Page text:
Scheduled tasks are not a new concept. Yet, they are omnipresent because they let you achieve so much in terms of automation. With its own spin on scheduled tasks, Adaxes can take care of all chores in your directory and surprise you with how convenient it is to manage everything.
For the sake of completeness, let's disassemble how scheduled tasks work in Adaxes. A task consists of a list of actions and a schedule. Each time the task runs, it executes its actions for each directory object within its scope. The twist is that a task has to target a specific object type. For example, if a task targets users, it will perform its actions for users and users only.
Such a task may cover multiple OUs, but it will skip anything that is not a user. Which makes sense, because you wouldn't want to perform actions designed for users on a stray computer, would you?
Speaking of actions, you can schedule all but a fraction of activities in your directory. Even more, you can schedule any manipulations with the users' Microsoft 365 accounts and Exchange mailboxes. For example, adding members to groups, disabling stale accounts, sending password expiration notifications, all this is possible.
You could argue that you could write a PowerShell script that does the same and schedule it using native tools, but there is a caveat...
What if you need to perform the scheduled actions differently for some users? What if you need to skip all actions if a user has a specific Microsoft 365 license? The time required to write such a script rises exponentially with its compexity, let alone the time required to introduce any changes to the script. Besides, making such a script log its actions means writing another hefty chunk of code. And most of the time it's necessary.
In Adaxes, we have already written all this code for you. Adaxes-based scheduled tasks can scrutinize every object they run on, and execute different actions or even skip all actions if the object doesn't fit your criteria. All the actions are logged and all the logic of your scheduled tasks is configured in a convenient interface.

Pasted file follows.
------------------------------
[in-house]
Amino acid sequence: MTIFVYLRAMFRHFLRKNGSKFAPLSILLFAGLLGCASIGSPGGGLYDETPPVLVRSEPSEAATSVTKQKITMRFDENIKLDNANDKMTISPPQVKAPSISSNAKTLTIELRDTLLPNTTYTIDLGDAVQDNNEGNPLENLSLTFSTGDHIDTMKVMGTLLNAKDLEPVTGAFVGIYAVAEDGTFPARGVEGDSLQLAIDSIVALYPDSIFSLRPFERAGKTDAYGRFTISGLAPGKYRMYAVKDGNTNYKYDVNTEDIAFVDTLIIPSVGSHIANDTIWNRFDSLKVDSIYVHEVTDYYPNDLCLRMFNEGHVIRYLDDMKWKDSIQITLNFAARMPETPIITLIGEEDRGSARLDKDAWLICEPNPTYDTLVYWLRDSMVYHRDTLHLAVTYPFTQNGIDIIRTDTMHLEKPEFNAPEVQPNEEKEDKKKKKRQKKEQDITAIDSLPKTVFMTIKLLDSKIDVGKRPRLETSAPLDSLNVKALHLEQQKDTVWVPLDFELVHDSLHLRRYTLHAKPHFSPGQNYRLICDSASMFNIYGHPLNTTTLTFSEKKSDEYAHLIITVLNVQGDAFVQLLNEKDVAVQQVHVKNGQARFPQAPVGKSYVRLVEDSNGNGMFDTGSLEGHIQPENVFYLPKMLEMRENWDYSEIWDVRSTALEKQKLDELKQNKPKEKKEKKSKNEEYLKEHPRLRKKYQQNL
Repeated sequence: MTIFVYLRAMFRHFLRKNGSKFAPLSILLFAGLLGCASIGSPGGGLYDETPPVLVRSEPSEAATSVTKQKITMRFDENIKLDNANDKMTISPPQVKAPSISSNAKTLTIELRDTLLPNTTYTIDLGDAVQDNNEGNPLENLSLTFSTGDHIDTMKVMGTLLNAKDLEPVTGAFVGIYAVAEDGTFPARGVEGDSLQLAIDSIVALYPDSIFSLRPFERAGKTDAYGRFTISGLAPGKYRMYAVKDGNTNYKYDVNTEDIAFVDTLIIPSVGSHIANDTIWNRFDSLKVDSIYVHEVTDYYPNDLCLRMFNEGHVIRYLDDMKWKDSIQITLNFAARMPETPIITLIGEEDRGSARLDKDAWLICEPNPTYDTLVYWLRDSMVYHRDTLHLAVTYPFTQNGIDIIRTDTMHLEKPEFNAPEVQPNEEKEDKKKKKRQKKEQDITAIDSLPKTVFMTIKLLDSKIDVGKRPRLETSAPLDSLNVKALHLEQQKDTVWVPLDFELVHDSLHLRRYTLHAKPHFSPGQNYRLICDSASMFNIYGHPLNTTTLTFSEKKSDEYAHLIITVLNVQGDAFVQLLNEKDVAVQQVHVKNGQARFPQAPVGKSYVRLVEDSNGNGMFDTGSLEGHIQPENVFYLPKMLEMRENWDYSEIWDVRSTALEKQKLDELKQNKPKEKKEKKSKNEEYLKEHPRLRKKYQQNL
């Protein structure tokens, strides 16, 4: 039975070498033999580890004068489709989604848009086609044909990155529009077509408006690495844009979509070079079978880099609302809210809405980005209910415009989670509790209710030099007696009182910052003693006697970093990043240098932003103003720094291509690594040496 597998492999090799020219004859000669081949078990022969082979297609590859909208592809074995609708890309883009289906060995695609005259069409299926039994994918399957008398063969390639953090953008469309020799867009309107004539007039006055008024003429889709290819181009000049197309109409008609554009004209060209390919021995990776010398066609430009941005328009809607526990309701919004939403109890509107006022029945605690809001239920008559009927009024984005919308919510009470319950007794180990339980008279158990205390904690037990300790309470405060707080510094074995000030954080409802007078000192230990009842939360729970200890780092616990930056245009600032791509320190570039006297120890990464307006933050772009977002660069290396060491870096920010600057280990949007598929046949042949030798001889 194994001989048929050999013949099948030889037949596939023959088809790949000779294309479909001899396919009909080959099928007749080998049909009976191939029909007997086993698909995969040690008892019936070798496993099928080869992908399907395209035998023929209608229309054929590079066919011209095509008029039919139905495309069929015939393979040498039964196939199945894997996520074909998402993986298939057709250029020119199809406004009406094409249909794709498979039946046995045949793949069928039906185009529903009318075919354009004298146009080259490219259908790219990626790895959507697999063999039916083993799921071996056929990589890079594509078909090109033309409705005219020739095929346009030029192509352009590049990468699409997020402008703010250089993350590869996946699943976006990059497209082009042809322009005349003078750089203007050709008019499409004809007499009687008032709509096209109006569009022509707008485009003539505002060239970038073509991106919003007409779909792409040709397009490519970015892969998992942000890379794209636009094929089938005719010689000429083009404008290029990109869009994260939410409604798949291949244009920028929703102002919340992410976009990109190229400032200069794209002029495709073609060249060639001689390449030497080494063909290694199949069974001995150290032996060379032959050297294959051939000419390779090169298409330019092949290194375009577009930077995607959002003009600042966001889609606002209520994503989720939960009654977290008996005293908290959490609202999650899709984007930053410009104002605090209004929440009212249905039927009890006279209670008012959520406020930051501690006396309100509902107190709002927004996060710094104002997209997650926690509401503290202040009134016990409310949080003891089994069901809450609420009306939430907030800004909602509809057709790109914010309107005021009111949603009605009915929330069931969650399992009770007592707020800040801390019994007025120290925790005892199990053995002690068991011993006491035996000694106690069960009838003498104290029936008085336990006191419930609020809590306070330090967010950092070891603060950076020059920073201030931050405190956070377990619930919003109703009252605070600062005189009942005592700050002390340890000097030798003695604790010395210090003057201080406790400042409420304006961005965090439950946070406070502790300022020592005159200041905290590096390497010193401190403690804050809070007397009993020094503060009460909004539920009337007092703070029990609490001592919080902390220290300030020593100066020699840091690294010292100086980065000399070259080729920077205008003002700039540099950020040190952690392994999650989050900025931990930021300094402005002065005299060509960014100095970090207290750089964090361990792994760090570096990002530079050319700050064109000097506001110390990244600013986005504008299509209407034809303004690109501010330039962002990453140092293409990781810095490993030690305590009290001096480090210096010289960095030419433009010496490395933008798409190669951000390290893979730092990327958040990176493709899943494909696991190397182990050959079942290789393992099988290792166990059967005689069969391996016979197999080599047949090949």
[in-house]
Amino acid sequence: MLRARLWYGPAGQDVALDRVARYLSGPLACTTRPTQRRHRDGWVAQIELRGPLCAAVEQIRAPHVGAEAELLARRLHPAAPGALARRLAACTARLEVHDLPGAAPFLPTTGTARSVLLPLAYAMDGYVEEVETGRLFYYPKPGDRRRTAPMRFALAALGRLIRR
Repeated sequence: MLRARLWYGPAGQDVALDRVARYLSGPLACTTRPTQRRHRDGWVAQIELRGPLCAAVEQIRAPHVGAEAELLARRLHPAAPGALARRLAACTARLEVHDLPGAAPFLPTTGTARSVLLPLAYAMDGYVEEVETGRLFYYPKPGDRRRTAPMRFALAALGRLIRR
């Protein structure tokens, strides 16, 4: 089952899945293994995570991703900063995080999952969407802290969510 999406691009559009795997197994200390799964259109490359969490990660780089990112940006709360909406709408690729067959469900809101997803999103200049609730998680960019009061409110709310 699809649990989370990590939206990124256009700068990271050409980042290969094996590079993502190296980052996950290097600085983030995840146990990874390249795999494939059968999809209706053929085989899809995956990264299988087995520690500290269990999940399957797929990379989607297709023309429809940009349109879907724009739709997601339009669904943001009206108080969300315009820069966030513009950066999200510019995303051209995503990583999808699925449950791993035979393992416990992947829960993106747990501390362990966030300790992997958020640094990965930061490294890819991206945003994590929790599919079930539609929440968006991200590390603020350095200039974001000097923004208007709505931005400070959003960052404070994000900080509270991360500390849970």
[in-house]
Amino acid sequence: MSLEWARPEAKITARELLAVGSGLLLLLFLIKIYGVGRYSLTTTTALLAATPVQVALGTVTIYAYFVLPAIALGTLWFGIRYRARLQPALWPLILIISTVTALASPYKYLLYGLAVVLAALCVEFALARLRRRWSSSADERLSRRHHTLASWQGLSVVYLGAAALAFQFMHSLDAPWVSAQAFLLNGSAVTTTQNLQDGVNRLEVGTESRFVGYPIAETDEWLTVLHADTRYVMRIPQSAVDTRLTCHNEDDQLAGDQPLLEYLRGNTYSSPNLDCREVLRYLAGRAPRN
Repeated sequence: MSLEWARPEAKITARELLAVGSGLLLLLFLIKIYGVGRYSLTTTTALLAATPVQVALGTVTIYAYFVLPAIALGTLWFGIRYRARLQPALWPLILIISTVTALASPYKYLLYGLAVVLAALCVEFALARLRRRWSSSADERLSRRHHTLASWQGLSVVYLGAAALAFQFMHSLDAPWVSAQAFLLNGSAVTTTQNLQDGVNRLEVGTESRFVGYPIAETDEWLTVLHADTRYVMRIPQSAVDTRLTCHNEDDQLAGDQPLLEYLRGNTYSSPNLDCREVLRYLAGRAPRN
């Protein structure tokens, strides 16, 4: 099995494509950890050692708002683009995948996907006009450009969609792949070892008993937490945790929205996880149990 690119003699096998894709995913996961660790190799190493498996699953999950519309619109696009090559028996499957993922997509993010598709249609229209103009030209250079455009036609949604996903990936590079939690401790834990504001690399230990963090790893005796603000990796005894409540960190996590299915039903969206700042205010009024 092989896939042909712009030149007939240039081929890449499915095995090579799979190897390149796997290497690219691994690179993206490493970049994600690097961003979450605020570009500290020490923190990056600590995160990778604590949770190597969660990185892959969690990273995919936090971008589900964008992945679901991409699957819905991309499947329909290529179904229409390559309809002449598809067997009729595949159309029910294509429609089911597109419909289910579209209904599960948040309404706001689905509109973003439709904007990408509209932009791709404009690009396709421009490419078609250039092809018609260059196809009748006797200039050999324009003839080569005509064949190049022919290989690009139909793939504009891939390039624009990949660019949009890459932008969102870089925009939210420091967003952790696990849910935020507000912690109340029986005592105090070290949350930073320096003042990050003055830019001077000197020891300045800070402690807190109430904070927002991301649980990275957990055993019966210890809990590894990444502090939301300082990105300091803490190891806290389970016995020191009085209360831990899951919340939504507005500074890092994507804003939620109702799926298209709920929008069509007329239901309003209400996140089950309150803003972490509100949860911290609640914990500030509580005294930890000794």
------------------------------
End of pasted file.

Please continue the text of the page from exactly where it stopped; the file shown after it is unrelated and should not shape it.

Try scripting this, and you will quickly find out that you are writing hundreds of lines of code for a task that can be created with a couple of clicks in Adaxes.
All features of Adaxes are designed to work better in unison, and scheduled tasks are no exception. Each scheduled action can trigger a cascade of other actions with the help of business rules – automated events that Adaxes can fire after something happens in your directory.
A good way to illustrate this is by looking at the scheduled user import from a CSV file (yes, that's something you can easily do in Adaxes).
A scheduled task can regularly scan a CSV file for new entries and create user accounts in your directory accordingly. But it doesn't have to stop at simple user account creation – you can configure what should happen when such users are imported.
For instance, Adaxes can add the new users to the correct groups, assign Microsoft 365 licenses, create Exchange mailboxes, the sky is the limit. In fact, any action of any scheduled task can grow into a well-coordinated workflow that does what needs to be done without any user input.
If you think that such a chain of actions will be a complicated untraceable mess, you are mistaken. Scheduled tasks log every executed operation and every triggered business rule. You can view a detailed activity history of any task to quickly figure out what it did to a paticular user.
Besides, you can arrange for Adaxes to notify you if a scheduled task encounters any errors during its execution. This lets you act timely if something goes awry, without delving deep into the logs to discover what happened when it's too late.
Approvals for scheduled tasks
What if the workflow you want to schedule is so sensitive that errors are unacceptable? For example, inactive user deletion begs to be automated, but you need a guarantee that active accounts won't be accidentally caught in the blast. That's what approvals in Adaxes are for.
You can add an approval step to any operation of a scheduled task. For instance, the task reponsible for cleaning up inactive users may reset their passwords, disable accounts and move them to another OU, but the final step – deletion, will be halted until approval is granted.
Approvals for scheduled tasks provide reliable and actionable alerts that find you before anything destructive happens. This lets you automate literally any workflow without sacrificing control. Worst case scenario is you will have to spend a minute to read the notification email and click the Deny button to cancel the suspended operation.
Yes, scheduled tasks in Adaxes are by no means revolutionary. They are more of a refinement of an age old concept – a handy tool that you can use among other tools in Adaxes to turn automation up to eleven. It doesn't take much to configure a scheduled task. You just have to ask yourself where you want to start, be it inactive account cleanup, user import, or something else entirely.